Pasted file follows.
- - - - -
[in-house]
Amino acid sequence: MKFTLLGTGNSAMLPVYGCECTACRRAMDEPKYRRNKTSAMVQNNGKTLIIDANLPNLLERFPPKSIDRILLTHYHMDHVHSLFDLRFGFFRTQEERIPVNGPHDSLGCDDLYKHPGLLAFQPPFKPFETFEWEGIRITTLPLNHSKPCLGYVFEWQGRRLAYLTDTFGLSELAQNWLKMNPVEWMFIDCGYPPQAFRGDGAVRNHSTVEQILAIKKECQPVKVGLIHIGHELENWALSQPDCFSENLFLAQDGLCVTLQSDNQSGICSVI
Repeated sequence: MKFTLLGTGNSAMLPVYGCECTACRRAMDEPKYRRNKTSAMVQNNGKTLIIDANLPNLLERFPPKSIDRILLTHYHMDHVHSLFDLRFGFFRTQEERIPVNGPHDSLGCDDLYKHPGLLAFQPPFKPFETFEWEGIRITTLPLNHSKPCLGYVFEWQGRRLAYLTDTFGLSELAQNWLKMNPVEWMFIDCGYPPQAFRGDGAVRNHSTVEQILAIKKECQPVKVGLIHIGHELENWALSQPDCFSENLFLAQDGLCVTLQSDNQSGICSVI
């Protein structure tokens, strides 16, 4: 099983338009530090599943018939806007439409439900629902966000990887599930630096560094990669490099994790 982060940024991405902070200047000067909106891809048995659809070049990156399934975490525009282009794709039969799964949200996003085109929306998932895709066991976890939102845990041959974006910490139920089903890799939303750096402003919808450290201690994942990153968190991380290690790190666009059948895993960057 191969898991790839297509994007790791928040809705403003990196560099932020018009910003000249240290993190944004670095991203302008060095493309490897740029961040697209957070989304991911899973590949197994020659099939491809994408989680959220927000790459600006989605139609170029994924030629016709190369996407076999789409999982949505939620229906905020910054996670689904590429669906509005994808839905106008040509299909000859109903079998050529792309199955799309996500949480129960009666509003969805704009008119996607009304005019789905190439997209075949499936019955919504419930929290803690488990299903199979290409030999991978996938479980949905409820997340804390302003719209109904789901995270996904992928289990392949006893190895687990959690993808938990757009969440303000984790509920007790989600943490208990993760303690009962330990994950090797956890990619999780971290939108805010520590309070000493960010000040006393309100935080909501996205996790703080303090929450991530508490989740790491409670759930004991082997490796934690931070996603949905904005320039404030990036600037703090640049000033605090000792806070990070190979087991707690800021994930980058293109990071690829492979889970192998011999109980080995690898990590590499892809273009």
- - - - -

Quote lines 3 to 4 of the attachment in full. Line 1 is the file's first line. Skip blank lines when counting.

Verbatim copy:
Repeated sequence: MKFTLLGTGNSAMLPVYGCECTACRRAMDEPKYRRNKTSAMVQNNGKTLIIDANLPNLLERFPPKSIDRILLTHYHMDHVHSLFDLRFGFFRTQEERIPVNGPHDSLGCDDLYKHPGLLAFQPPFKPFETFEWEGIRITTLPLNHSKPCLGYVFEWQGRRLAYLTDTFGLSELAQNWLKMNPVEWMFIDCGYPPQAFRGDGAVRNHSTVEQILAIKKECQPVKVGLIHIGHELENWALSQPDCFSENLFLAQDGLCVTLQSDNQSGICSVI
């Protein structure tokens, strides 16, 4: 099983338009530090599943018939806007439409439900629902966000990887599930630096560094990669490099994790 982060940024991405902070200047000067909106891809048995659809070049990156399934975490525009282009794709039969799964949200996003085109929306998932895709066991976890939102845990041959974006910490139920089903890799939303750096402003919808450290201690994942990153968190991380290690790190666009059948895993960057 191969898991790839297509994007790791928040809705403003990196560099932020018009910003000249240290993190944004670095991203302008060095493309490897740029961040697209957070989304991911899973590949197994020659099939491809994408989680959220927000790459600006989605139609170029994924030629016709190369996407076999789409999982949505939620229906905020910054996670689904590429669906509005994808839905106008040509299909000859109903079998050529792309199955799309996500949480129960009666509003969805704009008119996607009304005019789905190439997209075949499936019955919504419930929290803690488990299903199979290409030999991978996938479980949905409820997340804390302003719209109904789901995270996904992928289990392949006893190895687990959690993808938990757009969440303000984790509920007790989600943490208990993760303690009962330990994950090797956890990619999780971290939108805010520590309070000493960010000040006393309100935080909501996205996790703080303090929450991530508490989740790491409670759930004991082997490796934690931070996603949905904005320039404030990036600037703090640049000033605090000792806070990070190979087991707690800021994930980058293109990071690829492979889970192998011999109980080995690898990590590499892809273009």